October 7, 2009 at 10:42 pm (animals, insects)
Tags: animals, deep ocean invertebrates, fish, insects, invertebrates, nature, save the planet, saving the biodiversity of planet, wildlife, working together
The adult Dobson fly has a unique face that puts any zombie mask to shame. This critter may look like something from a horror movie, but they are beneficial insects.
Check out this illustration for unique costume possibilities for your next party or Halloween.
Mother Nature makes the best costumes or camouflage
This image is the face of the Dobson fly magnified.
Dobson fly head magnified
Both male and female of the eastern Dobson flies can reach lengths up to five inches (12.5 cm), measured from the tips of their pincers to the tips of their four wings, which, when not in use, are folded along the length of their walking -stick-like bodies. Their wingspans can be twice as long as their body length, and the wings themselves are densely lined with intersecting veins. Additionally, Dobson flies have segmented antennae similar to ants and wasps.
Found across the eastern side of North America east of the Continental Divide from Canada to Mexico near flowing streams where the larvae grow up. The hellgrammites are the larva and they live under stones or occasionally on snags where they feed on a variety of soft-bodied nymphs of insects like the net-spinning caddisflies and blackflies
The adults catch theri prey with the long pincers that extent out of its head. They are so strong if your finger or toe got pinched it might bleed.
Giant pincers of Doson fly
Dobson Fly adult
Excerpts courtesy of http://en.wikipedia.org/wiki/Dobsonfl
Excerpts courtesy of http://entnemdept.ifas.ufl.edu/creatures/misc/eastern dobsonfly.htm
Image 1. (illustration) (left )courtesy of http://upload.wikimedia.org/wikipedia/commons/f/f6/Corydalus_cornutus_illustration.png
Image 2. (micrograph) (right) courtesy of http://i.livescience.com/images/ls_ugliest_dobsonfly_02.jpg
Image 3. (left) courtesy of http://lamar.colostate.edu/~secarney/AntCourse/133-BIG_Bug.jpg
Image 3. (right) courtesy of http://www.flytyingforum.com/uploads/gallery41c5ff989c417.jpg
October 6, 2009 at 7:31 am (animals, birds)
Tags: animals, birds, children, dinosaur, reptile, reptiles
Dinosaur researchers heaven has been found in Tamil Nadu in southern India. Simply lying in large catches sticking out of the ground sand beds on grazing land are many nests of dinosaur eggs.
These eggs about 5 to 8 inches in diameter dating back 140 million years. These clusters containing eight eggs of spherical eggs of dinosaurs. They were lying in sandy nests of about four feet under volcanic ash from the Deccan eruptions.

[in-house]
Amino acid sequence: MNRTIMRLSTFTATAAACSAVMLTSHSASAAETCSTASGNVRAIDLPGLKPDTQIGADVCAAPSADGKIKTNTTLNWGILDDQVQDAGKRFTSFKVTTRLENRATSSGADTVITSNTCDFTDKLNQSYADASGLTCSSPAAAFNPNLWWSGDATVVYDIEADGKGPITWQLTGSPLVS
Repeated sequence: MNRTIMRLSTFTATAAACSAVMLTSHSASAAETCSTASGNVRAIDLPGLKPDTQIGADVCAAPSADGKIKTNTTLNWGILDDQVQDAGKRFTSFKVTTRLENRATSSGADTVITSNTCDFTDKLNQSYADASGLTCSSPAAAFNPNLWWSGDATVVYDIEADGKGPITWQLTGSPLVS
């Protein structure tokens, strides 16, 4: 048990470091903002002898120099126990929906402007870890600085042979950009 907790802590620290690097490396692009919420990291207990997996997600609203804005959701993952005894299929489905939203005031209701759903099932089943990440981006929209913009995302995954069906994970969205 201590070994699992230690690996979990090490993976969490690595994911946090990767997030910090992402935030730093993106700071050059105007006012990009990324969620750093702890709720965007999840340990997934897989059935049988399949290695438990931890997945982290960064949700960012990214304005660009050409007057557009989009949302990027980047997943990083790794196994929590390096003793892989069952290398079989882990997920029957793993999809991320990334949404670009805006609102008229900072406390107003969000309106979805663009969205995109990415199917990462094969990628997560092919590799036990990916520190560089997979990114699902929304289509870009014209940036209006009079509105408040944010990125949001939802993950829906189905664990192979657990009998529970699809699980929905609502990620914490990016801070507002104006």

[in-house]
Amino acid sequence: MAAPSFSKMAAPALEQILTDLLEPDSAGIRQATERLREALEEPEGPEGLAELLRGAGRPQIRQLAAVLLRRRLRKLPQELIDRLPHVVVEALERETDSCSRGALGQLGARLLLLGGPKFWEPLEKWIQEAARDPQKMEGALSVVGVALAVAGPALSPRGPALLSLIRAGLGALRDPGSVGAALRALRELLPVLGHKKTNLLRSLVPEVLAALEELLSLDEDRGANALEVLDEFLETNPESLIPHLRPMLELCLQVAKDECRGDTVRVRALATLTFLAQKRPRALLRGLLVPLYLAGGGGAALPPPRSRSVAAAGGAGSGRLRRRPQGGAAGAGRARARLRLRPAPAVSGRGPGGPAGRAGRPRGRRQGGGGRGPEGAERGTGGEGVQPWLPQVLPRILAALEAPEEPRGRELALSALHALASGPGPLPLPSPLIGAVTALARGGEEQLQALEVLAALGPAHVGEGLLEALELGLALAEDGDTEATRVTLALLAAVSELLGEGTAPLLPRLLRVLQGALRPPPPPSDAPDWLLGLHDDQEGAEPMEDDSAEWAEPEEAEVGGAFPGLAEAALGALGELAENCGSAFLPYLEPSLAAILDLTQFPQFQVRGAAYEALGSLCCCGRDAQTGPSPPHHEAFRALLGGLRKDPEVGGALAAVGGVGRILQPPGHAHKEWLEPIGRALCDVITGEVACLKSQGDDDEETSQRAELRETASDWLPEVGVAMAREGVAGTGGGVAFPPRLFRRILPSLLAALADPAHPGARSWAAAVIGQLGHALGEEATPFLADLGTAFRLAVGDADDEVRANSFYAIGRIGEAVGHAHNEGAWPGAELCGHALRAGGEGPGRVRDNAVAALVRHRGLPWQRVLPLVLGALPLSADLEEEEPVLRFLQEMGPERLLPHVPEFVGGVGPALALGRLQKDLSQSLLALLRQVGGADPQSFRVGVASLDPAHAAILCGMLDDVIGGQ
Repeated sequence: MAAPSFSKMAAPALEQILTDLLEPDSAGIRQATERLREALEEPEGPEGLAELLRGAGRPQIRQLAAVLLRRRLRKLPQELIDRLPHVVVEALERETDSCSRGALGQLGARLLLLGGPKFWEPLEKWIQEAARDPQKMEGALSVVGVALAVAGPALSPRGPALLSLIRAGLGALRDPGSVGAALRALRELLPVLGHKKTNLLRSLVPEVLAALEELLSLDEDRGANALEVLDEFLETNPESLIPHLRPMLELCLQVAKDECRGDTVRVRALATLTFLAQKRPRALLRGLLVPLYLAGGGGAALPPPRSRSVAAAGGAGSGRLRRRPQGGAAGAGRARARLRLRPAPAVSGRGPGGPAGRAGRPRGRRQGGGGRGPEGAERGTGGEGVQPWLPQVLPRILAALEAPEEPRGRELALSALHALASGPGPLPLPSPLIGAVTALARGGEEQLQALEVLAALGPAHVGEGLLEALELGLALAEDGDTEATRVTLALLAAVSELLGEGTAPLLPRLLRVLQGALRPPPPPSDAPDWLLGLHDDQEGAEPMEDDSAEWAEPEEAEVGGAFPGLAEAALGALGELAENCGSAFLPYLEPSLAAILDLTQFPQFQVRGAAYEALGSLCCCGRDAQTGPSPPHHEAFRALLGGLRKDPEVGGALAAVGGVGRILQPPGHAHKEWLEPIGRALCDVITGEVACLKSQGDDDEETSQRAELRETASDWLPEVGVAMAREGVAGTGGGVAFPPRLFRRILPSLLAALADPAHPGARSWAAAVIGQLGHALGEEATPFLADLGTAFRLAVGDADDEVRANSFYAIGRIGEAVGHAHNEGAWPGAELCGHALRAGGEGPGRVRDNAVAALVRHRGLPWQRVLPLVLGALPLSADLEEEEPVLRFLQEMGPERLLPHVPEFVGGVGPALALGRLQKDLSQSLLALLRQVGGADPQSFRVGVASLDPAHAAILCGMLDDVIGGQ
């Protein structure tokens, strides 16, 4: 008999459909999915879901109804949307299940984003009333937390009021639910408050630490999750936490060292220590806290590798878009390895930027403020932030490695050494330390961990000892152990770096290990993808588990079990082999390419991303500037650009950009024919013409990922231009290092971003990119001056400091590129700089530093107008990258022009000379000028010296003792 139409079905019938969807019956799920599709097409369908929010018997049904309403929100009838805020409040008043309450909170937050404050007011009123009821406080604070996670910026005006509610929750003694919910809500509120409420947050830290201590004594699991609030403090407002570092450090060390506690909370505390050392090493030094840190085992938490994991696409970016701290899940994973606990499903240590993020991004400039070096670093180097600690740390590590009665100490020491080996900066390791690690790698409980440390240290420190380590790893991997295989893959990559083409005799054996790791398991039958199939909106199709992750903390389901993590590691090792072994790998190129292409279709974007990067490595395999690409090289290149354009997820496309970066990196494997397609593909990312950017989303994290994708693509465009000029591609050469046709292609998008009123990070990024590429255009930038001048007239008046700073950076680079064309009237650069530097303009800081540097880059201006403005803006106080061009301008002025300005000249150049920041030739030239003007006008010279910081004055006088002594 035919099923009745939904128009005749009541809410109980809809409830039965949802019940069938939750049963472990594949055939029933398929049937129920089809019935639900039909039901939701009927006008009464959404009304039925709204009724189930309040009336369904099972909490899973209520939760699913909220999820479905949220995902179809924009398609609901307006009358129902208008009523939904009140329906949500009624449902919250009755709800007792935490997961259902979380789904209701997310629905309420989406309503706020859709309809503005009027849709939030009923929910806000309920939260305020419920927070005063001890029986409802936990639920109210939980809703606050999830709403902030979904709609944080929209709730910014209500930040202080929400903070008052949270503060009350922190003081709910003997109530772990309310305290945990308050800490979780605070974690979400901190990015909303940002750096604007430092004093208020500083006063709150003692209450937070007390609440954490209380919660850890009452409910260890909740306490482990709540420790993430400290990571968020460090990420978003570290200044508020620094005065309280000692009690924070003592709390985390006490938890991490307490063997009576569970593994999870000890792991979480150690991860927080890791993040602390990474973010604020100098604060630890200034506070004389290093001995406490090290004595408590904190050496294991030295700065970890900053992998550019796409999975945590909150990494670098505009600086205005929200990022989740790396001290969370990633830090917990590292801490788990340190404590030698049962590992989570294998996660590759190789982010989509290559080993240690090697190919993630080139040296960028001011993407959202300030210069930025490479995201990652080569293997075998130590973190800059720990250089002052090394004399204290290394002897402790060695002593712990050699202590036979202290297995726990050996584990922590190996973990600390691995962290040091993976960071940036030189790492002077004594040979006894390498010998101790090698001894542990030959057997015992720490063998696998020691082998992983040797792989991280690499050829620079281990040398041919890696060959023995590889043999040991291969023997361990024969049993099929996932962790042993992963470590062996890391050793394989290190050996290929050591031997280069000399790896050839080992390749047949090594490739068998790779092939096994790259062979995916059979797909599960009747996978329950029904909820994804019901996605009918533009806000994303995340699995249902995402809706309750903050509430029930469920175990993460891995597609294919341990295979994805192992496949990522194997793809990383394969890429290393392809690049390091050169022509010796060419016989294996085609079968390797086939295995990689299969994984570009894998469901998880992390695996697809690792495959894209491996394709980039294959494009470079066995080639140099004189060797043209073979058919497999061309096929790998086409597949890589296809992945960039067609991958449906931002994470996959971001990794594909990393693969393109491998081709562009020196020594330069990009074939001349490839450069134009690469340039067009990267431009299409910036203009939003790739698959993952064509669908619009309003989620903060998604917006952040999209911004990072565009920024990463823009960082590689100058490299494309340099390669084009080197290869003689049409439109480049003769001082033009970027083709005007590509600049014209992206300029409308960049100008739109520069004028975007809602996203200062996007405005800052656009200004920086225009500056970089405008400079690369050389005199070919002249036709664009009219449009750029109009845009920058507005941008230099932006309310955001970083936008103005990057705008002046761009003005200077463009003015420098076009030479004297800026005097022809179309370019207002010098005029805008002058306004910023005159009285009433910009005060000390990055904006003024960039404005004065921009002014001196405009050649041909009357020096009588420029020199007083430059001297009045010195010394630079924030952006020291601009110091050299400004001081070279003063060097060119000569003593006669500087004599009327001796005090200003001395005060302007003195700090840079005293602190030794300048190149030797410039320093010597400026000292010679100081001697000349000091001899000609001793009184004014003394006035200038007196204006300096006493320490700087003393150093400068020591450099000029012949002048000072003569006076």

- Museum specimen dino eggs. These are not the Indian fossil eggs.
The eggs, which may be 65 million years old, were from both the Carnosaur, an aggressive, predatory dinosaur, and Sauropods, long-necked herbivores that became extremely large.
How long would it take to hatch a dibnosaur egg if you had a viable egg?
No one knows for certain how long dinosaur eggs needed to incubate. Since birds are derived from dinosaurs the incubation period of dinosaurs can be is strongly correlated and guessed from the bird data. Length of incubation of avian-like dinosaur eggs is often correlated with egg weight. Here is a chart of the estimated incubation times for various the dinosaur egg types known.
You never know what you will find right below your feet if you observe carefully.
Excerpts courtesy of
Excerpts courtesy of http://www.enchantedlearning.com/subjects/dinosaurs/anatomy/Repro.shtml
Excerpts courtesy of http://www.geocities.com/earthhistory/eggs.html
Excerpts courtesy of http://www.nationalgeographic.com/features/96/dinoeggs/hunt/hunt1.html
Image courtesy of http://www.inst.ncecho.org/photos/00052/00052013.jpg
October 5, 2009 at 7:24 am (animals, water/ice)
Tags: animal movements, animals, animals and their food, fish, oceans, save the planet, saving the biodiversity of planet, water/ice
This second Halloween animal is a bony fish. The John Dory stalks its prey in the ocean and captures it by shooting out a tube that sucks up its prey.
The favorite food of this well dressed fish is sardines or other schooling fish plus squid and and cuttlefish, It lives in the widespread area coasts of South West Africa, South East Asia, Australia, Japan, and off the coasts of Europe. They live near the seabed, living in depths from 5 meters (15 ft) to 360 meters (1200 ft). They are usually live alone.
The fish with a laterally compressed olive-yellow body which has a large dark spot, and long spines on the dorsal fin. The dark spot is used to flash an ‘evil eye’ if danger approaches.
It grows to a maximum size of 65 cm (2 ft) and weighs about 3 kg (7 lb) and has 10 long spines on its dorsal fin and 4 spines on its anal fin. It has microscopic, sharp scales that run around the body. The fish is an olive green color with a silvery white belly and has a dark spot on its side. Its eyes are near the top of its head. It has a flat, round body shape and is a poor swimmer.
The Dusky shark, and other large bony fish love to eat this fish and so does man.
At the end of winter, when the John Dory is three to four years old, they will mate. They release sperm and eggs into the water to fertilize the eggs. In the wild they will usually life for about 12 years.
Excerpts courtesy of http://en.wikipedia.org/wiki/John_Dory
Excerpts courtesy of http://www7.taosnet.com/platinum/data/species/doryoreo.html